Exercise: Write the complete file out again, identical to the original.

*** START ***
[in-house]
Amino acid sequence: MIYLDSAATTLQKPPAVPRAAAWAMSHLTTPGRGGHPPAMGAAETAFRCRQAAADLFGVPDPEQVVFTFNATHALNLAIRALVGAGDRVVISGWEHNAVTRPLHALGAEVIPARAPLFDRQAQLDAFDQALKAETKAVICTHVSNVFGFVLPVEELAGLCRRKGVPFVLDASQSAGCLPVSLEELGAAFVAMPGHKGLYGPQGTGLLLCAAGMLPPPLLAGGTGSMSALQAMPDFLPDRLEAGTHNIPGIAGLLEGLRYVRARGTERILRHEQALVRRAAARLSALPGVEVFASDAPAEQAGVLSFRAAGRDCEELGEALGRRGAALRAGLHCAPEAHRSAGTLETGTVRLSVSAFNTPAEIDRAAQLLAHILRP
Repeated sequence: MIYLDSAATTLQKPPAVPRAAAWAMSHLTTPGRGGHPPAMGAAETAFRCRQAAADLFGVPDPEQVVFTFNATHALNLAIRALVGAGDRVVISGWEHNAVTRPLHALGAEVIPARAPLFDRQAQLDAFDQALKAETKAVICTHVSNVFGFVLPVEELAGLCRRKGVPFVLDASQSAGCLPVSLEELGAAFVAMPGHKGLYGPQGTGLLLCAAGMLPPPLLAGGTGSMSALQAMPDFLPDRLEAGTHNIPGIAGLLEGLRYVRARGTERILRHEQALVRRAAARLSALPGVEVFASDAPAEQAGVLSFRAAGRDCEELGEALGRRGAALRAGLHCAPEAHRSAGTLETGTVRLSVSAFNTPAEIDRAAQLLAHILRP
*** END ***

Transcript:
[in-house]
Amino acid sequence: MIYLDSAATTLQKPPAVPRAAAWAMSHLTTPGRGGHPPAMGAAETAFRCRQAAADLFGVPDPEQVVFTFNATHALNLAIRALVGAGDRVVISGWEHNAVTRPLHALGAEVIPARAPLFDRQAQLDAFDQALKAETKAVICTHVSNVFGFVLPVEELAGLCRRKGVPFVLDASQSAGCLPVSLEELGAAFVAMPGHKGLYGPQGTGLLLCAAGMLPPPLLAGGTGSMSALQAMPDFLPDRLEAGTHNIPGIAGLLEGLRYVRARGTERILRHEQALVRRAAARLSALPGVEVFASDAPAEQAGVLSFRAAGRDCEELGEALGRRGAALRAGLHCAPEAHRSAGTLETGTVRLSVSAFNTPAEIDRAAQLLAHILRP
Repeated sequence: MIYLDSAATTLQKPPAVPRAAAWAMSHLTTPGRGGHPPAMGAAETAFRCRQAAADLFGVPDPEQVVFTFNATHALNLAIRALVGAGDRVVISGWEHNAVTRPLHALGAEVIPARAPLFDRQAQLDAFDQALKAETKAVICTHVSNVFGFVLPVEELAGLCRRKGVPFVLDASQSAGCLPVSLEELGAAFVAMPGHKGLYGPQGTGLLLCAAGMLPPPLLAGGTGSMSALQAMPDFLPDRLEAGTHNIPGIAGLLEGLRYVRARGTERILRHEQALVRRAAARLSALPGVEVFASDAPAEQAGVLSFRAAGRDCEELGEALGRRGAALRAGLHCAPEAHRSAGTLETGTVRLSVSAFNTPAEIDRAAQLLAHILRP